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Your Home Reno, Right on the Money

Yael Wiesner

How do you know where it’s smart to cut costs, and where it’s wise to spend on top quality? Here, our room-to-room guide for smart spending on your renovation

Wednesday, August 01, 2018

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Before Breaking Ground… 

• Hire a reliable contractor and a skilled interior designer or spatial planner to help you make smarter decisions and avoid mistakes.

• Set clear renovation goals and priorities in advance to guide your daily decision-making.

• Plan to remodel in stages and spread out your spending over time. Better to buy quality furniture gradually instead of cheaper versions.

• Save up to 5 percent on renovations by renovating during the “slow season” — the winter — when contractors and designers are looking for work (and not Erev Pesach just to avoid cleaning your old kitchen). They’ll also have more time to advise you, and you’ll get better service.


Extra Costs

Aside for the obvious costs of materials and labor, make sure your budget includes these often-overlooked expenses:

• architect and interior design fees

• rental fees if you need to move out for a few months

• appliances and furniture

• tax or legal fees

• Your renovated space will make the space adjacent to it look outdated. Consider what you may want to do next.

• Tack on another ten percent for unforeseen issues and upgrades

 

FYI: There are plenty of DIY guides about how to upgrade any room at extremely low cost. And sometimes we can successfully cut corners in a renovation and be pleasantly surprised with the results. This article however, is geared to those ready to do a low-risk, quality renovation while on a budget, not DIYers or those looking for cheap renovations.

 

The Living Area

The name says it all. These are the rooms in which we hang out, host guests, read, do homework, eat Shabbos meals, play games, and bond with the family. They store our seforim, artwork, and Judaica. Aesthetics and function are both top priority.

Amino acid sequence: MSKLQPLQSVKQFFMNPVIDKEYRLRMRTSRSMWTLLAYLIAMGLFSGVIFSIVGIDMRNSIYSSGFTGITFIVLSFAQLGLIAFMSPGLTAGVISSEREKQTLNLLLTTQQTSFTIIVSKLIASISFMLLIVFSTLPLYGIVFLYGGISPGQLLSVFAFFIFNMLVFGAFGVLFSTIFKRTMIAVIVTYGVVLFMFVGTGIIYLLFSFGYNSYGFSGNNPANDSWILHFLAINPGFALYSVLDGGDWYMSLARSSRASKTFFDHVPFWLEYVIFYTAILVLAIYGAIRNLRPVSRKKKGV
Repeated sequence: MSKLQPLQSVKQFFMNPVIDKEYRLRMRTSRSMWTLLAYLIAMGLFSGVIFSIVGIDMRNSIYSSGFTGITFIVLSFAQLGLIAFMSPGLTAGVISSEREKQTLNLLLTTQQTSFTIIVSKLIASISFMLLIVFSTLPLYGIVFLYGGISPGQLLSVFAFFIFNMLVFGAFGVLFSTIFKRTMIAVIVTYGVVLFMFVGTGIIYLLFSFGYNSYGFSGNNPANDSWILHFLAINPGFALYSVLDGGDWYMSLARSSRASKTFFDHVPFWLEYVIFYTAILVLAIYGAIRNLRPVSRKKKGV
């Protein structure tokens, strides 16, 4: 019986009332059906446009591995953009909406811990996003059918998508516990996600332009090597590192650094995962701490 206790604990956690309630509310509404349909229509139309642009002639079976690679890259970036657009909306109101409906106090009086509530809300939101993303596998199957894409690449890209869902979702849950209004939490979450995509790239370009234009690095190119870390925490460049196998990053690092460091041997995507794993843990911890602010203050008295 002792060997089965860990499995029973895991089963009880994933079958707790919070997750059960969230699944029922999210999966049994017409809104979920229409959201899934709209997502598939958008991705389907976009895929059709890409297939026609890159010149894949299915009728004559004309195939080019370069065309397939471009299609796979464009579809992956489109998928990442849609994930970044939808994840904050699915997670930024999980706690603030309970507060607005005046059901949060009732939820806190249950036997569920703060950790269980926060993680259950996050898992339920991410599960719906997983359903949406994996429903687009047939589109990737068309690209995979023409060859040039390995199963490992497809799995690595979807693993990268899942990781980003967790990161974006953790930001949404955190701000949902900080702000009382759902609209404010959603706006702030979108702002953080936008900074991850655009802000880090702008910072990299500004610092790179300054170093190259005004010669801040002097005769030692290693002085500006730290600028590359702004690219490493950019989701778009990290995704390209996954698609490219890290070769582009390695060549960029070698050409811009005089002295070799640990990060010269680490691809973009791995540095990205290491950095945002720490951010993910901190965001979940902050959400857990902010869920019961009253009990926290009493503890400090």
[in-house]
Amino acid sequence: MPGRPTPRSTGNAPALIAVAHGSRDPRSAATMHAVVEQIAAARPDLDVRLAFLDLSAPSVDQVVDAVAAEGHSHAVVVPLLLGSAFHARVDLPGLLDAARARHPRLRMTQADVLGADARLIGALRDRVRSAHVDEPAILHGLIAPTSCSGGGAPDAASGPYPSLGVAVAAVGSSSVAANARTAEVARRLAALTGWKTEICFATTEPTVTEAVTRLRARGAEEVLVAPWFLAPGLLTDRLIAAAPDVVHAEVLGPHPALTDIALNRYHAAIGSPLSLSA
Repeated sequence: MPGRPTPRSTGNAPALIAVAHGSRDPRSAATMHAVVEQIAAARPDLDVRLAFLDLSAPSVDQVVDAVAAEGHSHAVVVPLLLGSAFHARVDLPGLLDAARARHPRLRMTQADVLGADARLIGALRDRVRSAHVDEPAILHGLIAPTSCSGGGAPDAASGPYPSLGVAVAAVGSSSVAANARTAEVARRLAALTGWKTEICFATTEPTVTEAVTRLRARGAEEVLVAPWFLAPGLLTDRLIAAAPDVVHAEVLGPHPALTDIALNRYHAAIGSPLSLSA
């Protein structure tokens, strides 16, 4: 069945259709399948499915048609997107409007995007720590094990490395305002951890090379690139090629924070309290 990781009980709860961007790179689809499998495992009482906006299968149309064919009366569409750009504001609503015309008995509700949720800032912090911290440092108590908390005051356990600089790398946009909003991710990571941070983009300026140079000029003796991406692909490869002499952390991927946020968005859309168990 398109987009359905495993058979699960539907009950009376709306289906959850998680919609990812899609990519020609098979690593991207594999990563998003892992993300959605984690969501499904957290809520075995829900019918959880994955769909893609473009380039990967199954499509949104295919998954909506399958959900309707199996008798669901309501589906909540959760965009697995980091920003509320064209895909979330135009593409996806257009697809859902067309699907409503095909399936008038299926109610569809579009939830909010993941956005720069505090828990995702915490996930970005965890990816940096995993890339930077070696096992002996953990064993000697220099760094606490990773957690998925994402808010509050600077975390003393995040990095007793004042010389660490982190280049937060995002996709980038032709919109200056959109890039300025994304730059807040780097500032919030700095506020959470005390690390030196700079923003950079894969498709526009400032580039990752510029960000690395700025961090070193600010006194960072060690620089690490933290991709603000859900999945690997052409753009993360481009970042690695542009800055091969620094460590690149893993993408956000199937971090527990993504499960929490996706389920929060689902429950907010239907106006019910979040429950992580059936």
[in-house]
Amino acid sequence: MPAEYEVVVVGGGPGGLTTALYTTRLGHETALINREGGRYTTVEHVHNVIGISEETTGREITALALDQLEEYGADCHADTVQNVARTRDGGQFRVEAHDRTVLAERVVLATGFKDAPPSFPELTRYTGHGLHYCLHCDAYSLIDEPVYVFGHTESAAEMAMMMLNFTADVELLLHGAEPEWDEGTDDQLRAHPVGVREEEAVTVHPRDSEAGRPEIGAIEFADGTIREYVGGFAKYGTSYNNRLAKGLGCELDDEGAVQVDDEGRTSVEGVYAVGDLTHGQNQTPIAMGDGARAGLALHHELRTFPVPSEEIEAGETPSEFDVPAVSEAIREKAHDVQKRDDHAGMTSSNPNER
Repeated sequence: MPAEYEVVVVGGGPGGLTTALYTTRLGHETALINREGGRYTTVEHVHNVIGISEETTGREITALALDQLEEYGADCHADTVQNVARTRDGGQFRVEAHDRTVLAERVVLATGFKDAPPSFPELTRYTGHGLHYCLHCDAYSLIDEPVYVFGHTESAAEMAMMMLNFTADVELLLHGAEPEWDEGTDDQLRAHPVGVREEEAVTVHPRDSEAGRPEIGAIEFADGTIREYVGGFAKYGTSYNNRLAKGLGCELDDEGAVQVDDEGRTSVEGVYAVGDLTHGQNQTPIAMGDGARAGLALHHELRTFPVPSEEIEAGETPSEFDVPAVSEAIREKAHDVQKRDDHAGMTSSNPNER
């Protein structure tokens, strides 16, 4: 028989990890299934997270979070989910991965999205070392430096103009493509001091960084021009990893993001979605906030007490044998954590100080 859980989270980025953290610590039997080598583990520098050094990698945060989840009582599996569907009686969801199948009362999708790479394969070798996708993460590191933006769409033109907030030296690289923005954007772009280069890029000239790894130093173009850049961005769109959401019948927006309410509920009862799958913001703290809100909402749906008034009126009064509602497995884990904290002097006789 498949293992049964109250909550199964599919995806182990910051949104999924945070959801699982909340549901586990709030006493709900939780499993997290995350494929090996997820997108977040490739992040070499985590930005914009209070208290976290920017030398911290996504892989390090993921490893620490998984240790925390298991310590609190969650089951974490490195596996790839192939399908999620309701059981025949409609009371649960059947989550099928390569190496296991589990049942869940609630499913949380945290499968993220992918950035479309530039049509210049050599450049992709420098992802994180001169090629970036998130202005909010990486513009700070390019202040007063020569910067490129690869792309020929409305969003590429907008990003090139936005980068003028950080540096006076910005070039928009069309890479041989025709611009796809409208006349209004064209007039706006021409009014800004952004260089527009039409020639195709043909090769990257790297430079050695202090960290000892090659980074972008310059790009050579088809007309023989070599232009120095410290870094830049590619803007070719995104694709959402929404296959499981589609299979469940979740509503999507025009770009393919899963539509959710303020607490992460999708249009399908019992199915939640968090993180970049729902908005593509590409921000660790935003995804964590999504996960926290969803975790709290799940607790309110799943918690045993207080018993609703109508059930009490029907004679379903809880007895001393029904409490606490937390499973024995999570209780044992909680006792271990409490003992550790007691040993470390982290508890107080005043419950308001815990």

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Where to Spend

• The floor is always the first place to start choosing materials — it sets the decor tone for the rest of the room. No skimping on flooring in a high-traffic living room! It’s very complicated to fix the floor at a later stage. Invest in a quality material such as hardwood, parquet, stone tile, or porcelain. A hardwood floor is always a good investment. It creates a homey atmosphere, it’s enduring, and it cleans easily. Hardwood could mean engineered wood or solid wood, and there are different factors you’ll want to weigh when deciding which one to go with. Ask your contractor which type is most suited to your current subfloor and moisture conditions. Porcelain tiles are also very in right now and can give a room a very updated look. They wash well, will never scratch, and are super sleek.

• Spend on focal pieces. The pieces in the living room that attract the most attention and create the atmosphere should cost the most money. A quality, durable, and comfortable couch that will serve as the most functional and focal piece in the living room is worth the investment. Your seforim shrank or china cabinet are often the first item you notice when entering the room and may be worth spending more on. Also remember that low-end bookcases often cannot carry the weight of a full seforim library in the long run.

• A hanging light fixture and elegant window treatments, which elevate the whole room, are focal features worth the splurge. (Excerpted from Family First, Issue 603)

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